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dc.contributor.authorO'Sullivan, S T
dc.contributor.authorO'Sullivan, M
dc.contributor.authorPasha, N
dc.contributor.authorO'Shaughnessy, M
dc.contributor.authorO'Connor, T P
dc.date.accessioned2012-02-03T15:14:31Z
dc.date.available2012-02-03T15:14:31Z
dc.date.issued2012-02-03T15:14:31Z
dc.identifier.citationInjury. 1997 Nov-Dec;28(9-10):639-42.en_GB
dc.identifier.issn0020-1383 (Print)en_GB
dc.identifier.issn0020-1383 (Linking)en_GB
dc.identifier.pmid9624343en_GB
dc.identifier.urihttp://hdl.handle.net/10147/209185
dc.description.abstractThe patient with severe lower limb trauma presents a management dilemma; whether to amputate primarily or to attempt limb salvage. In recent years, many predictive indices have been published which purport to identify limbs which are non-viable. We retrospectively applied two recently described indices, the Mangled Extremity Severity Score (MESS) and the Limb Salvage Index (LSI), to 54 limbs in 50 patients with either Gustilo IIIB or IIIC complex tibial fractures. There were 22 amputations (40.7 per cent) in the series. The mean MESS score in the limb salvage group was 3.8 (range 2-10), and the mean MESS score in the amputation group was 7.7 (range 4-13) (P < 0.0001). The mean LSI score in the limb salvage group was 3.6 (range 3-8), and the mean LSI score in the amputation group was 6.9 (P < 0.01). However, in the group with MESS scores > 7 (which recommends amputation), there were three limbs which were salvaged with acceptable functional outcome. Similarly, in those with LSI scores > 6 (which recommends amputation), there were seven limbs successfully salvaged. A MESS > 7 offered a greater relative risk of amputation (9.2) than a LSI score > 6 (5.3). We found both indices of use in predicting limb salvage and functional outcome. However, neither is sufficiently accurate to be considered absolutely reliable in clinical practice.
dc.language.isoengen_GB
dc.subject.meshAdolescenten_GB
dc.subject.meshAdulten_GB
dc.subject.meshAgeden_GB
dc.subject.mesh*Amputationen_GB
dc.subject.meshChilden_GB
dc.subject.meshChild, Preschoolen_GB
dc.subject.meshEvaluation Studies as Topicen_GB
dc.subject.meshFemaleen_GB
dc.subject.meshHumansen_GB
dc.subject.meshMaleen_GB
dc.subject.meshMiddle Ageden_GB
dc.subject.mesh*Patient Selectionen_GB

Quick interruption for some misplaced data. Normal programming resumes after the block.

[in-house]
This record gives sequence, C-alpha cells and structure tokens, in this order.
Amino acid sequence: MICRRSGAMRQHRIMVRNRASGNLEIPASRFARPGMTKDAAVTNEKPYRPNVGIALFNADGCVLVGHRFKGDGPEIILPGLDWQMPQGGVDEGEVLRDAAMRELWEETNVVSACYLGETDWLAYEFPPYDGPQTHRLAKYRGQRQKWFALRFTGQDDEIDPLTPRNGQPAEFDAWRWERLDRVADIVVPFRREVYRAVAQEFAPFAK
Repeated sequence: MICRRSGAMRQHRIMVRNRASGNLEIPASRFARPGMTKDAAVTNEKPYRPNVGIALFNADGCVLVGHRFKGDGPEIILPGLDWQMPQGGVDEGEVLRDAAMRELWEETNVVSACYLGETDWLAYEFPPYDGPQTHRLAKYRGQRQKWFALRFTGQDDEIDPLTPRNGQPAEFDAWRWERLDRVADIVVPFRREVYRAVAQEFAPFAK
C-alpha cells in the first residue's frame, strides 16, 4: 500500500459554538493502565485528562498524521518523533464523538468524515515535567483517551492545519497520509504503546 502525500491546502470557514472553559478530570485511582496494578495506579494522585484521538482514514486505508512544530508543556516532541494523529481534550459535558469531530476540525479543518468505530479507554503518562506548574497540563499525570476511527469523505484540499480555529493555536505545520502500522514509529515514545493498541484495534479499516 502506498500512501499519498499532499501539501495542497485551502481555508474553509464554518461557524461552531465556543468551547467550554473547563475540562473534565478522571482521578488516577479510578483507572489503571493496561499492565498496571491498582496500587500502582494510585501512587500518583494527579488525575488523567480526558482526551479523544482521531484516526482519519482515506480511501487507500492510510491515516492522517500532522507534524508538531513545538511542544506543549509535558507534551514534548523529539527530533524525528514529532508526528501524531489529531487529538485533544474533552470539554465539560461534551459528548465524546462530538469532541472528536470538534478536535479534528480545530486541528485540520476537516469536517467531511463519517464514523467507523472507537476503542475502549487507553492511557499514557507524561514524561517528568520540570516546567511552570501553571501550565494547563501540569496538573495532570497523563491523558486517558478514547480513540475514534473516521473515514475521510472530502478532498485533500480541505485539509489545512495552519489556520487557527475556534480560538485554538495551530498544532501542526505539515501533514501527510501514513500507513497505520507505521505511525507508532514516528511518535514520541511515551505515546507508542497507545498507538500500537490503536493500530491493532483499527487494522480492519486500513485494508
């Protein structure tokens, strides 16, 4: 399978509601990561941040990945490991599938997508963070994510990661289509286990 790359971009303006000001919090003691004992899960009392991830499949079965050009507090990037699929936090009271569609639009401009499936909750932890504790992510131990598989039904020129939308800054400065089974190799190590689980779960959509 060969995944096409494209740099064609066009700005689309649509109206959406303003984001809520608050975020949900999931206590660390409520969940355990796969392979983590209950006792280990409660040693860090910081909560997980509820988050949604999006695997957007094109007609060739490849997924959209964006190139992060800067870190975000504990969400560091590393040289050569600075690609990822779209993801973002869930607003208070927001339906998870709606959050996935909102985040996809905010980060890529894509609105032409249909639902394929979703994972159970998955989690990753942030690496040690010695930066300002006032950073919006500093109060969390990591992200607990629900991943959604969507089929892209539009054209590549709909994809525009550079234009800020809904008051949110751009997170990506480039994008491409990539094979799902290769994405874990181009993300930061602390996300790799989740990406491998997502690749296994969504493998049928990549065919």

dc.subject.meshTibial Fractures/*surgeryen_GB
dc.subject.mesh*Trauma Severity Indicesen_GB
dc.subject.meshTreatment Outcomeen_GB
dc.titleIs it possible to predict limb viability in complex Gustilo IIIB and IIIC tibial fractures? A comparison of two predictive indices.en_GB
dc.contributor.departmentDepartment of Plastic and Reconstructive Surgery, Cork University Hospital,, Wilton, Ireland.en_GB
dc.identifier.journalInjuryen_GB
dc.description.provinceMunster
html.description.abstractThe patient with severe lower limb trauma presents a management dilemma; whether to amputate primarily or to attempt limb salvage. In recent years, many predictive indices have been published which purport to identify limbs which are non-viable. We retrospectively applied two recently described indices, the Mangled Extremity Severity Score (MESS) and the Limb Salvage Index (LSI), to 54 limbs in 50 patients with either Gustilo IIIB or IIIC complex tibial fractures. There were 22 amputations (40.7 per cent) in the series. The mean MESS score in the limb salvage group was 3.8 (range 2-10), and the mean MESS score in the amputation group was 7.7 (range 4-13) (P < 0.0001). The mean LSI score in the limb salvage group was 3.6 (range 3-8), and the mean LSI score in the amputation group was 6.9 (P < 0.01). However, in the group with MESS scores > 7 (which recommends amputation), there were three limbs which were salvaged with acceptable functional outcome. Similarly, in those with LSI scores > 6 (which recommends amputation), there were seven limbs successfully salvaged. A MESS > 7 offered a greater relative risk of amputation (9.2) than a LSI score > 6 (5.3). We found both indices of use in predicting limb salvage and functional outcome. However, neither is sufficiently accurate to be considered absolutely reliable in clinical practice.


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